November 3, 2009
A Mission of Hope and Healing: Part 1
HSUS program brings free vet care to Indian reservations
by Angela Moxley
The line began snaking through the desert even before the blazing August sun breached the horizon. It was 7 a.m., and the people of the Fort McDermitt Indian Reservation were already waiting.
They weren’t clamoring to buy the latest video game console or eagerly anticipating the grand opening of a popular coffee chain. In this remote Nevada community where the residents eke out a living as farmers and ranchers—where the nearest veterinarian is an hour away, and money can’t easily be diverted from groceries to gas—the people arrived carrying make shift leashes and hearts full of hope. They were responding to a luxurious proposition from the Field Services division of the Humane Society Veterinary Medical Association: free vet care for their beloved pets.
At the head of the line was Delora Snapp, who’d brought five of her dogs—with six more still at home. The first had shown up on her property months before, perhaps dumped there by someone who knew of her soft spot for animals in need. Soon Mama had a litter of puppies, and then her puppies started having puppies. Before long, Snapp was looking after nearly a dozen animals, some of them born with deformities, such as Club, named for the curvature in his right front paw.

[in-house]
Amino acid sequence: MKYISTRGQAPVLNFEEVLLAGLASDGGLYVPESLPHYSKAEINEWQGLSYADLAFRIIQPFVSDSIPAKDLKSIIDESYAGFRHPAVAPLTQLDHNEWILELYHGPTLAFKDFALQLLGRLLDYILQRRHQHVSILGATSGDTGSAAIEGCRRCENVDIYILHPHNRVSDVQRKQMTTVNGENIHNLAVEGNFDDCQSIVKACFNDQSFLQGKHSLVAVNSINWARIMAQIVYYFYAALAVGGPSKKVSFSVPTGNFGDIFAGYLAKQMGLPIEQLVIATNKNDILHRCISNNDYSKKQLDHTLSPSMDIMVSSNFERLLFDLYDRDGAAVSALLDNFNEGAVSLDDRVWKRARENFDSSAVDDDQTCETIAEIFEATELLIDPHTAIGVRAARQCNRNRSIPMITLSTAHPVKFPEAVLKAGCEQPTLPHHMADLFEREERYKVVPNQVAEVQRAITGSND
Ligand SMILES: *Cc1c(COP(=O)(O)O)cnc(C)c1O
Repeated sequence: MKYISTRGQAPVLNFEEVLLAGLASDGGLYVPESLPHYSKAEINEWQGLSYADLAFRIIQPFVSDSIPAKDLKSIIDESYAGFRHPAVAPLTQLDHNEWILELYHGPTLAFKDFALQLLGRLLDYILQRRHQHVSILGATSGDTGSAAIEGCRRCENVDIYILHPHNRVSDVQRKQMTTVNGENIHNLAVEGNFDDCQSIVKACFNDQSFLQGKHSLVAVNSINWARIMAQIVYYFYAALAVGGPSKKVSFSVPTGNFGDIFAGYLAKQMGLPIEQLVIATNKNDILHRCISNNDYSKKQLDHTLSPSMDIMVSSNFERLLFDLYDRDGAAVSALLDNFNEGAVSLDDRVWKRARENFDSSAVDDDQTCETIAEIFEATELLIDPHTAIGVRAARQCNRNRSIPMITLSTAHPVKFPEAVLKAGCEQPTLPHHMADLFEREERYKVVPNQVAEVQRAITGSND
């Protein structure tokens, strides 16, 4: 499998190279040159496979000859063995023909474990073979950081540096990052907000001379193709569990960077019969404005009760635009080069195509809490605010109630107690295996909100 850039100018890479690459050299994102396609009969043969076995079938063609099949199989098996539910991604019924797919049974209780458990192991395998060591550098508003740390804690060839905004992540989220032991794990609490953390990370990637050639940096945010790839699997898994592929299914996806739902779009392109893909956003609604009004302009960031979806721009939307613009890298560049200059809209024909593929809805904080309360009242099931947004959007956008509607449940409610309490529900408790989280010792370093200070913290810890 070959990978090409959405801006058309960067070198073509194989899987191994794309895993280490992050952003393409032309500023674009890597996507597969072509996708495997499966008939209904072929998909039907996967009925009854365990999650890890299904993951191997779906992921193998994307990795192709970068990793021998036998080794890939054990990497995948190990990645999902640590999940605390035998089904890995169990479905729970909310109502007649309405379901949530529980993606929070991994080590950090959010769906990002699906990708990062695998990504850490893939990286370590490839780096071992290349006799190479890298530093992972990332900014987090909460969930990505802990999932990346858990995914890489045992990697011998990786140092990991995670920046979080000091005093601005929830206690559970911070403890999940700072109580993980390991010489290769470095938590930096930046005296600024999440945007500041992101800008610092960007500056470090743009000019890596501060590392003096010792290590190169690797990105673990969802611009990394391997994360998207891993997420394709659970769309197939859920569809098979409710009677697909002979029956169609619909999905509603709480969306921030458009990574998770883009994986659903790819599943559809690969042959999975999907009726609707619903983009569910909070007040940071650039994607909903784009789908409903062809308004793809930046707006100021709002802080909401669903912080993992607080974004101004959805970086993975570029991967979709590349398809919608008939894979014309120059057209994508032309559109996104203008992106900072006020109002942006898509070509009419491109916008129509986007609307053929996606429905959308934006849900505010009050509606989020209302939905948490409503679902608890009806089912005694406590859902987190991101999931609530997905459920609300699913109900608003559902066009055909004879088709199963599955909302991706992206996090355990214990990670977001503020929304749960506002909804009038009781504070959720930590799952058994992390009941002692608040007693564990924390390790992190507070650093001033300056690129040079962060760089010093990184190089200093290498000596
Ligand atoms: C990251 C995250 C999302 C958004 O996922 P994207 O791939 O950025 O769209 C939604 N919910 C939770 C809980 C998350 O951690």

The dogs also began experiencing travails common to many of the reservation’s free-roaming pets. One returned from his wanderings with a bloody head wound, probably incurred during a fight with other dogs. Another came home with quills embedded in her skin, acquired during a tango with a porcupine. Saddened by the suffering and worried that more puppies might be on the way, Snapp came to the clinic seeking a path out of her predicament.
Within a few hours, all but one of the dogs were in the temporary care of HSVMA workers, after lead veterinarian Kate Kuzminski and staff member Tammy Rouse offered to assess those left behind at Snapp’s mobile home just down the road. “Wow, you’re a dog whisperer, ma’am,” said Kuzminski as she watched the skittish animals, who’d been dozing in the shade, nuzzle up to Snapp. “Well,” Snapp responded between gentle murmurs, “they get attention all the time—they get spoiled.”
Though the dogs weren’t socialized enough to make good adoption candidates, Snapp agreed to have them spayed and neutered. It was another small step forward in a 14-year effort to help stop the cycle of breeding and alleviate the suffering endemic to such isolated areas—one animal, one person at a time.